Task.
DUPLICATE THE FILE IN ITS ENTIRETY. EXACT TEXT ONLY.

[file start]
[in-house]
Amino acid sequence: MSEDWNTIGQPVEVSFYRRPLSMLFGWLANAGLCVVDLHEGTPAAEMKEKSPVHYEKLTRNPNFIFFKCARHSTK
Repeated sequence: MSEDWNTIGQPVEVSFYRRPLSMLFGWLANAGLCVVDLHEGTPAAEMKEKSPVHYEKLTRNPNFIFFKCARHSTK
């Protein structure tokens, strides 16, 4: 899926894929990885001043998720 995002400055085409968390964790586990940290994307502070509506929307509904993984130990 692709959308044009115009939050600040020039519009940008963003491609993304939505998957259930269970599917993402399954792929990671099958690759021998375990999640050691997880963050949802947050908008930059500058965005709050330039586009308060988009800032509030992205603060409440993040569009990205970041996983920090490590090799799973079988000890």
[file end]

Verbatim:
[in-house]
Amino acid sequence: MSEDWNTIGQPVEVSFYRRPLSMLFGWLANAGLCVVDLHEGTPAAEMKEKSPVHYEKLTRNPNFIFFKCARHSTK
Repeated sequence: MSEDWNTIGQPVEVSFYRRPLSMLFGWLANAGLCVVDLHEGTPAAEMKEKSPVHYEKLTRNPNFIFFKCARHSTK
């Protein structure tokens, strides 16, 4: 899926894929990885001043998720 995002400055085409968390964790586990940290994307502070509506929307509904993984130990 692709959308044009115009939050600040020039519009940008963003491609993304939505998957259930269970599917993402399954792929990671099958690759021998375990999640050691997880963050949802947050908008930059500058965005709050330039586009308060988009800032509030992205603060409440993040569009990205970041996983920090490590090799799973079988000890």